Splurge: Aesthetically Pleasing Appliances

wood pantry chest

I shockingly found a Smeg fridge on Facebook Marketplace for $1,000, which I feel is unheard of. So I decided to snag it, knowing I’d take it with me to my next home, and put the clunky black one in storage. Everything else I sourced through Home Depot—the dishwasher ($449) and the range ($584) are both by GE in its bisque color. Going through a big-box store made the delivery and setup in my building a lot easier. 

Save: Counter Control

To cover up my dark granite counters, I purchased a bag of Ardex (a textured concrete-resurfacing compound) for around $40 on Amazon. After roughing up the surface with sandpaper, I mixed the powder with water, applied it on top with a putty knife, and sealed it (a water-based one will do). It goes so much better with the white cabinets. 

Splurge: A Serene Washing Station

Paying a plumber $500 to take out my stainless steel kitchen sink and install a beautiful white porcelain one with a brass faucet was the change that made me really feel at home. The basin was on the pricier side, ringing in at $618, but the antique-style faucet from Overstock was a steal at $220. 

Save: A Nod to a Backsplash

woman leaning on fridge

I would have loved to do a superearthy, organic tile backsplash, but based on the swaps I told my building I was already going to make, I knew that would be way too big of a hassle. The told me that paint doesn’t matter, though, so I decided to add some visual interest to the wall by swathing everything below my open shelf (it’s actually a stair riser I got from a local reuse center!) in Behr’s Cream Puff. The peg rail I bought from the Container Store also got doused in the color. 

Save: A Lighting Outfit Change

The ceilings are so high (20 feet!) that to have asked an electrician to come in and swap the light fixture would have called for a huge ladder. Instead I did it myself without rewiring anything: I cut the plasticky shade off and slipped a paper lantern over the existing bulb. The same went for my living-slash-dining room sconce, but in that case I replaced the old cover with a rattan bowl (I cut a hole through the base) and screwed on a bigger globe lightbulb.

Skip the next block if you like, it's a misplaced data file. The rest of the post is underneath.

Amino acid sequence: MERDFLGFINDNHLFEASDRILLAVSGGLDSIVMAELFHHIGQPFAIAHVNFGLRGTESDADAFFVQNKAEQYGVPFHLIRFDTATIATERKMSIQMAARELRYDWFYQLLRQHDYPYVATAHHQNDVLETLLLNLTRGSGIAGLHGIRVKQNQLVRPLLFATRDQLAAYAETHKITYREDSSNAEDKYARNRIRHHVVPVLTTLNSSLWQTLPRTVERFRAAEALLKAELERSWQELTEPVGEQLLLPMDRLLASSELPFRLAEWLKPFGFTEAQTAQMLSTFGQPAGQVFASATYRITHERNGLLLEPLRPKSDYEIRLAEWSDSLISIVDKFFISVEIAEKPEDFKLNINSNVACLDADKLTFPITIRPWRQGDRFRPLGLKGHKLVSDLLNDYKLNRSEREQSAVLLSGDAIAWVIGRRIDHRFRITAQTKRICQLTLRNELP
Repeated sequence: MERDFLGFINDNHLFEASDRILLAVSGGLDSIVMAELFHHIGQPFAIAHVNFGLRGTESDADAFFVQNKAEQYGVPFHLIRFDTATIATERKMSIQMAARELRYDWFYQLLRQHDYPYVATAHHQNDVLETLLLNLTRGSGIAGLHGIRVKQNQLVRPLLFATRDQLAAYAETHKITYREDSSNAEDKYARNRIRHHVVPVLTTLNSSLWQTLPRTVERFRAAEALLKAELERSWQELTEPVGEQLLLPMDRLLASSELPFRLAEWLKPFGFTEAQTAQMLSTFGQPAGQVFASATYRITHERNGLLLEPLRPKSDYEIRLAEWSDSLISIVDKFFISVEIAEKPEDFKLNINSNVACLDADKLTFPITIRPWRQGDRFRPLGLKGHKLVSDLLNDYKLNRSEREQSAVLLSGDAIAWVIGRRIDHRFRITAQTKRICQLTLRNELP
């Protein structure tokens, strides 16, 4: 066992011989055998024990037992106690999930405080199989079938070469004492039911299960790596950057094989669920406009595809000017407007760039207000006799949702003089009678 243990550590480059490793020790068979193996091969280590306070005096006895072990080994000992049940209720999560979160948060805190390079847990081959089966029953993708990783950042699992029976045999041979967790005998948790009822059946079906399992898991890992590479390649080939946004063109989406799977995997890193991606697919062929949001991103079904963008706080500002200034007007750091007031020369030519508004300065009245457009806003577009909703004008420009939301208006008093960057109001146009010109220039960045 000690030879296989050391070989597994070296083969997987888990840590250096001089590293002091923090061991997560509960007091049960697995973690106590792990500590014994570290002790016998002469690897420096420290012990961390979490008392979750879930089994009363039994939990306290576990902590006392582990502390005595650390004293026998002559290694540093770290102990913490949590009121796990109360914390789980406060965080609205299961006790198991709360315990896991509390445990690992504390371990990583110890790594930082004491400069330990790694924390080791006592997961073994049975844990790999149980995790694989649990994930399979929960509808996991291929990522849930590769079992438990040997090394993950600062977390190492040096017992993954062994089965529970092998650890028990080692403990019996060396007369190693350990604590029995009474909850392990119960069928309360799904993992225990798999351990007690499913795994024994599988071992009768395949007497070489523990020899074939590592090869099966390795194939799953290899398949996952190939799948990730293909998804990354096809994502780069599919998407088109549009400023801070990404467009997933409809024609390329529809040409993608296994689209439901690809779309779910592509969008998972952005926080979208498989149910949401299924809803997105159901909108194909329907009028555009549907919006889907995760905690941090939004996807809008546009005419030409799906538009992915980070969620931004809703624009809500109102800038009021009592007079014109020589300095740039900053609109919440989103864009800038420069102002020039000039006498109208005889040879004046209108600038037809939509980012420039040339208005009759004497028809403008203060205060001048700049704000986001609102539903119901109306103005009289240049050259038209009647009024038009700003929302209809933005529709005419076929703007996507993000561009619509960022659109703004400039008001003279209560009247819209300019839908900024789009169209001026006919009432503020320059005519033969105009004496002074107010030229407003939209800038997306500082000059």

Splurge: Saying Goodbye

rustic dining chairs

My Smeg fridge and the $100 vintage wood chest I used as my makeshift pantry were must-keeps as I prepared to move back to my home state of Pennsylvania. I left the other new cream appliances, along with the sink and the $200 island and stools I got from an antiques auction. Then I returned to my storage unit to bring back the old black fridge, as well as the uppers so the new tenants have the option of hanging them again. I told my management to tell the next renters that they’re getting a space where things were chosen thoughtfully. 

Lydia Geisel Avatar

Lydia Geisel

Home Editor

Lydia Geisel has been on the editorial team at Domino since 2017. Today, she writes and edits home and renovation stories, including house tours, before and afters, and DIYs, and leads our design news coverage. She lives in New York City.